“He healeth the broken in heart, and bindeth up their wounds. He telleth the number of the stars; he calleth them all by their names. Great is our Lord, and of great power: his understanding is infinite.” (Psalm 147:3-5)
It was Tuesday, and as was the methodical spiritual ministry of the pastor, it was one of two days dedicated to ministering to the seniors. The other day was Thursday.
The senior resident complex was adjacent to the church and offered 125 apartments for qualified seniors to live. It was conveniently located to shopping, close to public transportation, and provided a safe and nurturing environment for one’s golden years.
As was the minister’s custom, he entered into the lobby and greeted those individuals who were watching TV, performing their daily calisthenics, or socializing with one another. Once accomplished, he went to the manager’s office to sort through the weekly prayer request forms.
There was the usual prayer request from Myrtle requesting prayers for her family. Clifford—or as he was fond of declaring to anyone who would listen of his pet name “Cliffie” given to him by the ladies—asked for good health. And then there was Lilly petitioning for her unemployed eldest son, and that God would help him find a job.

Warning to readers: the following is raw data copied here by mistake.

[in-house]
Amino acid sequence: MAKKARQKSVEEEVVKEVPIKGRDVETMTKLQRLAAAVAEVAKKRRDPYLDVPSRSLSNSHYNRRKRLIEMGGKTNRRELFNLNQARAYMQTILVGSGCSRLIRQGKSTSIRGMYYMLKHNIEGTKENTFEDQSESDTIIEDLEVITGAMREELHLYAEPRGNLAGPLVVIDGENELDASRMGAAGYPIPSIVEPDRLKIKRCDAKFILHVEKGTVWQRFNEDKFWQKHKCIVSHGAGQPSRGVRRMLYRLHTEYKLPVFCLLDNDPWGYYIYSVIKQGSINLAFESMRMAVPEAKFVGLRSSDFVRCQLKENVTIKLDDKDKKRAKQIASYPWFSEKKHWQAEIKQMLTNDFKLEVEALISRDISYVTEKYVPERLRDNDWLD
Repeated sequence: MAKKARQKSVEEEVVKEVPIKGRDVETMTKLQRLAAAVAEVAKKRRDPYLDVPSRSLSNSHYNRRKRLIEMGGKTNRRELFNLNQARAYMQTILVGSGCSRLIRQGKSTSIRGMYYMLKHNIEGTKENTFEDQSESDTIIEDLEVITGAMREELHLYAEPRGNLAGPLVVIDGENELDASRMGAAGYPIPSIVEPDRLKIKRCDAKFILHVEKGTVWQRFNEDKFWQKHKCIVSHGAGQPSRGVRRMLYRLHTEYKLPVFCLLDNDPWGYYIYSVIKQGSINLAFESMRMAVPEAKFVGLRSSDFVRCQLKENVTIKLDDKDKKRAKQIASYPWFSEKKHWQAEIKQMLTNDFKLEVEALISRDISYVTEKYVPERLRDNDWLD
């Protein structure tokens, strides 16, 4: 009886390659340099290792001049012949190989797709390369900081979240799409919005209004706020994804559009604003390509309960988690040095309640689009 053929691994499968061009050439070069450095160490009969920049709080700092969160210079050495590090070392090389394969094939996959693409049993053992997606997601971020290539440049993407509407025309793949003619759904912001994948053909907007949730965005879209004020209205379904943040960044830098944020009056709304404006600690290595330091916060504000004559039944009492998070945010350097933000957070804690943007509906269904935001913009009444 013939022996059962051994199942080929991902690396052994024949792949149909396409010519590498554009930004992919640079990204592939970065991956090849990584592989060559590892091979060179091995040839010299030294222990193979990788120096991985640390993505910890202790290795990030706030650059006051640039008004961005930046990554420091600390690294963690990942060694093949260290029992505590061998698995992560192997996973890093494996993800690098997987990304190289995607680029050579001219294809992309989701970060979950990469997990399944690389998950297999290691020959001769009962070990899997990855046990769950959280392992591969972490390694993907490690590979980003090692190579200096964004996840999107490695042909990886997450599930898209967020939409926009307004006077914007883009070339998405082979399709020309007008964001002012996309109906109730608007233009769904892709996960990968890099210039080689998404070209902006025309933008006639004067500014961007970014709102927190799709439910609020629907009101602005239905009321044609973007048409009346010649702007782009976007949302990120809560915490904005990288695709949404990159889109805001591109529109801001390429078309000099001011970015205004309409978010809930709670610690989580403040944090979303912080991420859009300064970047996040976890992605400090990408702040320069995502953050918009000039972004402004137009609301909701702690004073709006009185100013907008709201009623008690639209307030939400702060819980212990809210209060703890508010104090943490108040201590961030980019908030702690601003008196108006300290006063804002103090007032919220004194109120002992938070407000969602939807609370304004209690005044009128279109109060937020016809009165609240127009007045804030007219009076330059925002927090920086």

The pastor adored Lilly. Her pearl of wisdom was “It is a great life, if you don’t weaken.” Somehow that always stuck with him.
And then, the minister came across a prayer request from a new resident. In scrawled writing it read, “Please pray so that I can thank God for the pain.” It was signed Earl, with a room number of 714.
Intrigued by this particular prayer request the dedicated pastor began making his rounds like a medical doctor visiting their patients, but inquiring about the spiritual health of each member of his flock. His commitment was to visit each resident once a month, but on this particular Tuesday, he was sidetracked from his routine. Today he determined within himself to visit Earl first, and delve into the prayer request that seemed so mature and powerful.